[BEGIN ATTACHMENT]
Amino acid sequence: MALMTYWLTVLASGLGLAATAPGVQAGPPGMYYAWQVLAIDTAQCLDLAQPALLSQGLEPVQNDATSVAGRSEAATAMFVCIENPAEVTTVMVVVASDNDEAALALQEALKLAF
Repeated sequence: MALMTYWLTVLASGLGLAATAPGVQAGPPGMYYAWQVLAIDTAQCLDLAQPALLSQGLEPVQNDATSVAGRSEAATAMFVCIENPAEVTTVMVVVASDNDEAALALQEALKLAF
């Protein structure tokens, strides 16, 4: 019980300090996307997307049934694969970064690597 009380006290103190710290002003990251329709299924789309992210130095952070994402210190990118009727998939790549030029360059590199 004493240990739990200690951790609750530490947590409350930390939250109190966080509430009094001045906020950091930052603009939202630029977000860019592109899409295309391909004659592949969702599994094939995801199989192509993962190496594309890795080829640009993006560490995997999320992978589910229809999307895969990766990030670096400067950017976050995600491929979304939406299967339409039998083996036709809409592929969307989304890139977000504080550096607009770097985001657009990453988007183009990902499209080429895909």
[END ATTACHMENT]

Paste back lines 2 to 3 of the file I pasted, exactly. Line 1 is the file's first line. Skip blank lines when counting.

Repeated sequence: MALMTYWLTVLASGLGLAATAPGVQAGPPGMYYAWQVLAIDTAQCLDLAQPALLSQGLEPVQNDATSVAGRSEAATAMFVCIENPAEVTTVMVVVASDNDEAALALQEALKLAF
């Protein structure tokens, strides 16, 4: 019980300090996307997307049934694969970064690597 009380006290103190710290002003990251329709299924789309992210130095952070994402210190990118009727998939790549030029360059590199 004493240990739990200690951790609750530490947590409350930390939250109190966080509430009094001045906020950091930052603009939202630029977000860019592109899409295309391909004659592949969702599994094939995801199989192509993962190496594309890795080829640009993006560490995997999320992978589910229809999307895969990766990030670096400067950017976050995600491929979304939406299967339409039998083996036709809409592929969307989304890139977000504080550096607009770097985001657009990453988007183009990902499209080429895909």